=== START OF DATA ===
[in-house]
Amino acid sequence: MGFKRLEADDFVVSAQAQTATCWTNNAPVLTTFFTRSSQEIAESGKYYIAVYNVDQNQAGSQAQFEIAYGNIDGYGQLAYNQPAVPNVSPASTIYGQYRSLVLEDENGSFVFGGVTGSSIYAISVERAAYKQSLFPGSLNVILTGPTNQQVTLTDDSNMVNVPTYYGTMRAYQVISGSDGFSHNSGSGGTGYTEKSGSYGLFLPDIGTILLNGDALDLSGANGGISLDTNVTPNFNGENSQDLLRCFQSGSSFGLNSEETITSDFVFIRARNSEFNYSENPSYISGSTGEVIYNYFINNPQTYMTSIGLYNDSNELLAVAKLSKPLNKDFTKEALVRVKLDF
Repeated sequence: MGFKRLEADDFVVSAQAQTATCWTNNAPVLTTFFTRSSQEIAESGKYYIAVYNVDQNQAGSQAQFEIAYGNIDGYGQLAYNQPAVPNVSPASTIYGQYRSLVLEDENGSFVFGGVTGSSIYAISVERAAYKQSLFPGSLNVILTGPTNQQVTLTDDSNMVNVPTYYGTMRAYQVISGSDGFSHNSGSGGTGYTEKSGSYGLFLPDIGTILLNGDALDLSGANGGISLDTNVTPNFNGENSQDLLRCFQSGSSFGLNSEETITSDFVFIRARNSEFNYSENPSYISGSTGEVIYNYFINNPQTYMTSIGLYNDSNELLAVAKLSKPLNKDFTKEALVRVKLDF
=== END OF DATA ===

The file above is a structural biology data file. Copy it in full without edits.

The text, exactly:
[in-house]
Amino acid sequence: MGFKRLEADDFVVSAQAQTATCWTNNAPVLTTFFTRSSQEIAESGKYYIAVYNVDQNQAGSQAQFEIAYGNIDGYGQLAYNQPAVPNVSPASTIYGQYRSLVLEDENGSFVFGGVTGSSIYAISVERAAYKQSLFPGSLNVILTGPTNQQVTLTDDSNMVNVPTYYGTMRAYQVISGSDGFSHNSGSGGTGYTEKSGSYGLFLPDIGTILLNGDALDLSGANGGISLDTNVTPNFNGENSQDLLRCFQSGSSFGLNSEETITSDFVFIRARNSEFNYSENPSYISGSTGEVIYNYFINNPQTYMTSIGLYNDSNELLAVAKLSKPLNKDFTKEALVRVKLDF
Repeated sequence: MGFKRLEADDFVVSAQAQTATCWTNNAPVLTTFFTRSSQEIAESGKYYIAVYNVDQNQAGSQAQFEIAYGNIDGYGQLAYNQPAVPNVSPASTIYGQYRSLVLEDENGSFVFGGVTGSSIYAISVERAAYKQSLFPGSLNVILTGPTNQQVTLTDDSNMVNVPTYYGTMRAYQVISGSDGFSHNSGSGGTGYTEKSGSYGLFLPDIGTILLNGDALDLSGANGGISLDTNVTPNFNGENSQDLLRCFQSGSSFGLNSEETITSDFVFIRARNSEFNYSENPSYISGSTGEVIYNYFINNPQTYMTSIGLYNDSNELLAVAKLSKPLNKDFTKEALVRVKLDF